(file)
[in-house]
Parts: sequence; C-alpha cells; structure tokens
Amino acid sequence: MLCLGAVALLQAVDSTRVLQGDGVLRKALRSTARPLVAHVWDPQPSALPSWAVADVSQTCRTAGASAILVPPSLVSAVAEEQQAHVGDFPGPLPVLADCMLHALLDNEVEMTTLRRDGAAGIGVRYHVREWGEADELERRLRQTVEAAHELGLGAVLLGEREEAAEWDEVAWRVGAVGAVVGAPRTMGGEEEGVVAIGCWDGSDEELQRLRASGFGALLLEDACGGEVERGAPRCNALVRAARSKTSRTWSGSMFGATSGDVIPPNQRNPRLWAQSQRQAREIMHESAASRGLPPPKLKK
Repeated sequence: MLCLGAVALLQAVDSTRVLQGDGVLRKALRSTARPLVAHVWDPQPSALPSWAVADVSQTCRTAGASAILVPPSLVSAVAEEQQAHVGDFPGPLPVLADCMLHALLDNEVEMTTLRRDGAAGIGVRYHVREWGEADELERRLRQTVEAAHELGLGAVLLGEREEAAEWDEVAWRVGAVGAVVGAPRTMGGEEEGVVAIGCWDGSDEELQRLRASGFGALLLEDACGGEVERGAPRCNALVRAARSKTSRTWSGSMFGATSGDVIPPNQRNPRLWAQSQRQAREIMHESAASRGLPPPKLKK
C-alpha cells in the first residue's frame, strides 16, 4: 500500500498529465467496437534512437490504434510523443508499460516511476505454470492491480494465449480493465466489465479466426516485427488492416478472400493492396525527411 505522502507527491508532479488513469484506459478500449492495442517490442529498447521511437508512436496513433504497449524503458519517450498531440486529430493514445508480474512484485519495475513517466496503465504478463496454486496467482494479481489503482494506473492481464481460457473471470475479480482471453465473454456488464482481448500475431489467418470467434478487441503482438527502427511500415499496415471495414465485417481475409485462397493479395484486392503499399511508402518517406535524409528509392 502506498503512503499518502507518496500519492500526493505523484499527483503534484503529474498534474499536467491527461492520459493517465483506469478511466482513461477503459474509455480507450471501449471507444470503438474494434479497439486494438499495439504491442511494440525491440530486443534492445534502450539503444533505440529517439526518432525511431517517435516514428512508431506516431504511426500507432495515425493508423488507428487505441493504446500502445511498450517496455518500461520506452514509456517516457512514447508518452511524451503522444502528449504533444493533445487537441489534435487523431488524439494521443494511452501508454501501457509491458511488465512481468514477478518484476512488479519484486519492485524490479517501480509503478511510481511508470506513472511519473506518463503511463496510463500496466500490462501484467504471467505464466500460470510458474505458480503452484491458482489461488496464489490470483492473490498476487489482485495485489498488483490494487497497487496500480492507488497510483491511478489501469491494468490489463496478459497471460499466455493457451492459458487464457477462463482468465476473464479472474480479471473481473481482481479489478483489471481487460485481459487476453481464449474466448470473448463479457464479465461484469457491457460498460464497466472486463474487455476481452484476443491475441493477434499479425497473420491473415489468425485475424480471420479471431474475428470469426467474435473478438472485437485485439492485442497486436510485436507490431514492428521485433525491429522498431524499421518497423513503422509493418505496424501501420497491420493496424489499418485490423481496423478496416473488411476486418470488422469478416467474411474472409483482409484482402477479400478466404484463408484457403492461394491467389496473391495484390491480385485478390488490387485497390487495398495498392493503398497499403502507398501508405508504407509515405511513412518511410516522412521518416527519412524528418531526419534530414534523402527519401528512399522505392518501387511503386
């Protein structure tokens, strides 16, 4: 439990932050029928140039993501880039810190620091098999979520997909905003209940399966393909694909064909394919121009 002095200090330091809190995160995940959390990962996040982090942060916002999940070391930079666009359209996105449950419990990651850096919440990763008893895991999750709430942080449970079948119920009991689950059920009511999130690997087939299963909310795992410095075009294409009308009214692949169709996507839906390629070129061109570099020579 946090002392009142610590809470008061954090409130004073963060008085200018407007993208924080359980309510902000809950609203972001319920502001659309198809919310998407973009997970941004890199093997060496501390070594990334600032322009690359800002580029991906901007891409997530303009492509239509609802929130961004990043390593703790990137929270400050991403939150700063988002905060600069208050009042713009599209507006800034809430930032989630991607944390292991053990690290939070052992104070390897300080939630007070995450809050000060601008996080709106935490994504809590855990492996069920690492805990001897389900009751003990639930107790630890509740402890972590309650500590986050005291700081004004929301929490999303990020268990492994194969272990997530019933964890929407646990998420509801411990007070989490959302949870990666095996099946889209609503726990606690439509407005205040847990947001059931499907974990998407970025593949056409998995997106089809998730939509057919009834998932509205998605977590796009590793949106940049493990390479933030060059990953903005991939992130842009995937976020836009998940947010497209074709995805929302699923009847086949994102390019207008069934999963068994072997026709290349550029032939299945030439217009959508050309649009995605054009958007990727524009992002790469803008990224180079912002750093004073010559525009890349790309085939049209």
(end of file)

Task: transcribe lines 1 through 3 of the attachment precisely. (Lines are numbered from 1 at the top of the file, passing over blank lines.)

[in-house]
Parts: sequence; C-alpha cells; structure tokens
Amino acid sequence: MLCLGAVALLQAVDSTRVLQGDGVLRKALRSTARPLVAHVWDPQPSALPSWAVADVSQTCRTAGASAILVPPSLVSAVAEEQQAHVGDFPGPLPVLADCMLHALLDNEVEMTTLRRDGAAGIGVRYHVREWGEADELERRLRQTVEAAHELGLGAVLLGEREEAAEWDEVAWRVGAVGAVVGAPRTMGGEEEGVVAIGCWDGSDEELQRLRASGFGALLLEDACGGEVERGAPRCNALVRAARSKTSRTWSGSMFGATSGDVIPPNQRNPRLWAQSQRQAREIMHESAASRGLPPPKLKK